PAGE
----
From competitors to partners: Ireland, Edwards team up

by Joe Dominey || AHL On The Beat Archive

sa-bench2_200.jpgAfter almost a decade of competition behind the bench, Greg Ireland and Ray Edwards finally got the opportunity to partner up and the results were immediate for the San Antonio Rampage.

Coaches, general managers and broadcasters constantly talk about chemistry and its importance in building a team. Hockey teams are made up of many different parts, personalities and talents. Variables such as injuries, call-ups and personalities can affect attitude, performance and results. Good coaches understand how to form a concoction that will allow a team to react to all situations in a positive manner.

Ireland, the head coach of the Rampage, and Edwards, the assistant coach, have formed a partnership that helps guide the team both on and off the ice. Their core values featuring hard work, accountability and teamwork have been part of their makeup for as long as they have been involved in coaching, even back when they were coaching and recruiting against each other.

Ireland played college hockey, then transitioned into coaching pro hockey in the ECHL with the Dayton Bombers in the 1998-99 season. Edwards played junior hockey, then played professionally before becoming an assistant and eventual head coach with the Huntington Blizzard in the ECHL in that same season.

With two fiery, intense coaches at the helms of teams that played in the same division, a rivalry was born based on mutual respect.

“I think the first time we met was at the ECHL coaches meetings,” said Edwards. “The first season we were rivals. We’re both pretty intense guys. I always had a lot of respect for Greg’s teams because they played hard and were well prepared. If you didn’t go into Dayton ready top go, you weren’t going to win.”

Ireland also remembers some of the details about their first encounter because Edwards’s character was immediately apparent.

“Ray had a player on his team who was looking for a change of scenery because the top six forwards on his team were already well established. Ray pretty much gave him to me for a song and a dance because he wanted to help this guy,” said Ireland. “I had a lot of respect for Ray because that is tough to do inside your own division and he was doing the right thing for the player to help him advance his career.”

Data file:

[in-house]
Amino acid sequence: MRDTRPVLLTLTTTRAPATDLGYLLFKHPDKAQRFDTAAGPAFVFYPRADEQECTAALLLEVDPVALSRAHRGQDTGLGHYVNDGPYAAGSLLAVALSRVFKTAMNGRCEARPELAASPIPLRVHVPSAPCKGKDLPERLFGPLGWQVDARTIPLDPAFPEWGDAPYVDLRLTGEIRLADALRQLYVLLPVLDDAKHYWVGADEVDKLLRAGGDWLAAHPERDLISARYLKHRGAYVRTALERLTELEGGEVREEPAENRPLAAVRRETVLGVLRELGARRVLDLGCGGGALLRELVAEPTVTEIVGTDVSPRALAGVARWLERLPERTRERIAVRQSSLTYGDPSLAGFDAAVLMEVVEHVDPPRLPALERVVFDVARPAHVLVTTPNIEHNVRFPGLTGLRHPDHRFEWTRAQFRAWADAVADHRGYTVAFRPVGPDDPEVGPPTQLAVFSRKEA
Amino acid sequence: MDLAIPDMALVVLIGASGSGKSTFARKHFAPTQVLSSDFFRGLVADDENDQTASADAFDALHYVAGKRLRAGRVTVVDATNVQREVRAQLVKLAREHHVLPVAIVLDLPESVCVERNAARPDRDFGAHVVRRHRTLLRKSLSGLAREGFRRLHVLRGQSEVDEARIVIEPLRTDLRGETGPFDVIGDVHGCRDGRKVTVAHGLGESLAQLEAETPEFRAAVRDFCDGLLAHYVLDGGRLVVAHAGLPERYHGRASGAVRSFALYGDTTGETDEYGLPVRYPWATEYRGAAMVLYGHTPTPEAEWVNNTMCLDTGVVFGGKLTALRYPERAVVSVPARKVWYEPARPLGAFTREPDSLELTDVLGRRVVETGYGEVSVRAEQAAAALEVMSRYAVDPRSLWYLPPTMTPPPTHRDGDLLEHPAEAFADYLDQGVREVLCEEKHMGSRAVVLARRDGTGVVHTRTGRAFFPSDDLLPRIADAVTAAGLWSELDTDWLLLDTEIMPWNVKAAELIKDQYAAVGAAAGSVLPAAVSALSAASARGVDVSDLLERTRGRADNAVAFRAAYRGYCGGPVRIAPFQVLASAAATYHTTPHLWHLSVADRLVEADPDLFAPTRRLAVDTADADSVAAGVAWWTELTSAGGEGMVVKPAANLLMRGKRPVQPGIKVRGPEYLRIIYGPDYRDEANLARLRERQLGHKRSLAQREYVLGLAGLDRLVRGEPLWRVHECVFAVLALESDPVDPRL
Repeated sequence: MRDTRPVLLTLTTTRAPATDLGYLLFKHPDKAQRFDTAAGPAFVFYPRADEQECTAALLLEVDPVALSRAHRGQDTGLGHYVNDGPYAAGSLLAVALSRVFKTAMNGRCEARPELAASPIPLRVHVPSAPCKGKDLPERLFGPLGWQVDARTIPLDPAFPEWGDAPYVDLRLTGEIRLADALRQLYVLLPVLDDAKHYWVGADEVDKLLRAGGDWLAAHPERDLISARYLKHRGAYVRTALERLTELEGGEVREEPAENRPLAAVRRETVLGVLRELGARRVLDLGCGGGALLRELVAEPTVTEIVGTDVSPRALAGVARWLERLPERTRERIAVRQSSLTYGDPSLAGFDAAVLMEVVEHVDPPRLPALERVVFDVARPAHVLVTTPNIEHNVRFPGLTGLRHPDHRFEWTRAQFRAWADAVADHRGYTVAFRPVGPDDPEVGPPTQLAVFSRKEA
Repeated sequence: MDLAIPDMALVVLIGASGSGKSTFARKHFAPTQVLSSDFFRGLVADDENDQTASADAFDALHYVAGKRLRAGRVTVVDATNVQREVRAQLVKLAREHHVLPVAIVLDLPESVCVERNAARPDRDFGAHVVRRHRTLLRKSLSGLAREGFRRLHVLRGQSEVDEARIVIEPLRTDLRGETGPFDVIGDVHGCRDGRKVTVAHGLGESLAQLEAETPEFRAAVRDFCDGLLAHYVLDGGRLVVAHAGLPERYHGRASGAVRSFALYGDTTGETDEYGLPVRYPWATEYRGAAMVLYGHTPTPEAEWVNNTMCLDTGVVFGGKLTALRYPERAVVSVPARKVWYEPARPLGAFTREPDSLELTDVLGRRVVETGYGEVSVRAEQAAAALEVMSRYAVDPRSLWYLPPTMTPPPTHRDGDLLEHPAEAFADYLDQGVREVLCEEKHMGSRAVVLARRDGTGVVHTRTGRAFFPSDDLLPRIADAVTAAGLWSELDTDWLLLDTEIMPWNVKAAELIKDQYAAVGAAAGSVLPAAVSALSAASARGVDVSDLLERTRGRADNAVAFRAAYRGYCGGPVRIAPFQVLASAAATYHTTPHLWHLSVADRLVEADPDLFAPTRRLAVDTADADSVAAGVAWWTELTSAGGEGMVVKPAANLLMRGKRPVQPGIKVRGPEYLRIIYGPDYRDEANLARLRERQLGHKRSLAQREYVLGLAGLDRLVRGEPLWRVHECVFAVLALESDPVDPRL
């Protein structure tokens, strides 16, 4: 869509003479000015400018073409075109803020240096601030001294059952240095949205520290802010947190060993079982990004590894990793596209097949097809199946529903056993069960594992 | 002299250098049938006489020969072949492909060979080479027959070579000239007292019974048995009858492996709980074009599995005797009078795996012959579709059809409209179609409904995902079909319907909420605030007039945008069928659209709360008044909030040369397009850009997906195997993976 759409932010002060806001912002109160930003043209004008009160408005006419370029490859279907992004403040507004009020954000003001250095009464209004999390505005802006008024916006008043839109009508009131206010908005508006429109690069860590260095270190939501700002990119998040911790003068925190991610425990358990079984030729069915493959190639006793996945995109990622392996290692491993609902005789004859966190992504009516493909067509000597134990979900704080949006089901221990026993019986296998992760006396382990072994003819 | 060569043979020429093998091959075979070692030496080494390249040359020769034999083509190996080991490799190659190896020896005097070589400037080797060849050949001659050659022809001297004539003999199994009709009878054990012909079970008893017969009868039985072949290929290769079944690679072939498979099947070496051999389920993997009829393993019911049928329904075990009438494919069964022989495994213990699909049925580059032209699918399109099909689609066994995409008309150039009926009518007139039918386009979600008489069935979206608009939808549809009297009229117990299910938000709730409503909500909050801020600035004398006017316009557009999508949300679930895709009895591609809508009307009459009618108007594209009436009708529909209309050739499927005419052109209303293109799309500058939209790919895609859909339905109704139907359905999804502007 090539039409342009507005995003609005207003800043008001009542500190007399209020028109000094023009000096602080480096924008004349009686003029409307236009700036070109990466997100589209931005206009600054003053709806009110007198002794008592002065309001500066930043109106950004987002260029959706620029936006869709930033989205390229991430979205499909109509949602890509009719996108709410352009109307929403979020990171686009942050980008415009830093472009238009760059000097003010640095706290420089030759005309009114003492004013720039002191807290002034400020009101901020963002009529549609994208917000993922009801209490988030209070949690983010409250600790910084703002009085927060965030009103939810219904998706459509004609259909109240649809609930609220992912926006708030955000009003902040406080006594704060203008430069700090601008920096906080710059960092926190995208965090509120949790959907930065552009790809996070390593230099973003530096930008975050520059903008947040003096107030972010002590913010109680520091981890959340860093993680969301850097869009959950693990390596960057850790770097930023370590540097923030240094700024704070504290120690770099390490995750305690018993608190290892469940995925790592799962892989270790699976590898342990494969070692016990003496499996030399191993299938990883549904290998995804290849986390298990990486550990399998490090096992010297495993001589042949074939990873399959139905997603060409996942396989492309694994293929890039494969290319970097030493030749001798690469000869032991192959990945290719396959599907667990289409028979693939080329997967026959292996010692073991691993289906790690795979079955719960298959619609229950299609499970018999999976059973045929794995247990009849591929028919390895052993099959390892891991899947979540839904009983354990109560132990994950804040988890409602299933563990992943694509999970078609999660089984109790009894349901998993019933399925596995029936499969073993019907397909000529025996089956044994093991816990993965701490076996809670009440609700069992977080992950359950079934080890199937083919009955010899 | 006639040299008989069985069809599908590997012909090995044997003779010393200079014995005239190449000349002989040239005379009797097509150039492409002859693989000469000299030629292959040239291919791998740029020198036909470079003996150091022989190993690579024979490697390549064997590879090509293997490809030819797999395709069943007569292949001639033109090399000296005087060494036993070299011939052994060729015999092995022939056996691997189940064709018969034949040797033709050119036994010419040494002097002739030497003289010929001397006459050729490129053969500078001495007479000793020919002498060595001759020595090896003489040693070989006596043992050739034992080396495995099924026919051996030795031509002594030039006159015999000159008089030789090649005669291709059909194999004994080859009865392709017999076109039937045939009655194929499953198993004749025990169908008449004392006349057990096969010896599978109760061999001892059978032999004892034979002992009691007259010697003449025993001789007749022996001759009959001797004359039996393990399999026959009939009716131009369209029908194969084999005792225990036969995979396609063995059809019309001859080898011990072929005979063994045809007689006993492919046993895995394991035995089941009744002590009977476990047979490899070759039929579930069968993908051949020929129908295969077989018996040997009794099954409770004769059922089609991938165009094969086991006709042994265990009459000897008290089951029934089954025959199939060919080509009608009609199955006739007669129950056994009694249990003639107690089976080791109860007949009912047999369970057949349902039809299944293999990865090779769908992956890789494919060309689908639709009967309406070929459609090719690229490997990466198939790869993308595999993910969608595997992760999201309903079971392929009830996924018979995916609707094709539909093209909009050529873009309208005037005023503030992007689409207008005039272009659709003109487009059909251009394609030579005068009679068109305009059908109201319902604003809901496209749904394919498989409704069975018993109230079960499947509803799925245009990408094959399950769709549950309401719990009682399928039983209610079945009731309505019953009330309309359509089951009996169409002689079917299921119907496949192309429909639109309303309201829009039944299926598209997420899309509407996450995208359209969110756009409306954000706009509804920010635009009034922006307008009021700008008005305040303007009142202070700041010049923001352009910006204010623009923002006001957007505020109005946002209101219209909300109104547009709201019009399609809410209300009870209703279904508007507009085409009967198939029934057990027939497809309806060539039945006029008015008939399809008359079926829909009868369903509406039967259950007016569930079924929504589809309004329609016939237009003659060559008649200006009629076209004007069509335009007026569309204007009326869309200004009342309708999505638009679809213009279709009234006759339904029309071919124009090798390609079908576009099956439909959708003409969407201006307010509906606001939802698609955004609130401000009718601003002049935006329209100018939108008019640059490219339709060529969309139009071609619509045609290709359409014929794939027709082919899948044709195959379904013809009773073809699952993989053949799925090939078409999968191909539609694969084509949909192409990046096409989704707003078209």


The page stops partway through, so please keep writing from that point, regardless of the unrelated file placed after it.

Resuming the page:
The competition wasn’t just on the ice as both Ireland and Edwards had to compete off the ice to fill their rosters.

“We were both looking for the same type of player, and also we were both from Ontario so often times we were recruiting the same guys,” said Ireland. “We both had a lot of call-ups because we were in places where players were accessible to AHL and IHL teams.”

Both Ireland and Edwards worked for similar organizations in Dayton and Huntington and faced the same types of hardships and limitations when it came to recruiting players. Going through the same things helped heighten the rivalry between the coaches.

“Neither one of us had one of the premier [ECHL cities] to recruit to, but we were close to a lot of AHL cities,” recalled Edwards. “Our ownerships were similar in the fact that they were cognizant of the dollar. Both of us had to recruit hard, go young and develop players. He would win a couple of recruiting battles then I would win a couple of recruiting battles.”

Ireland’s hard work and dedication landed him a promotion to an assistant position in Grand Rapids in the AHL and then eventually the head coaching job with the Griffins. Edwards went a different route, moving to the Central Hockey League to guide San Angelo and New Mexico, leading both franchises to division titles and playoff berths in all three seasons that he coached.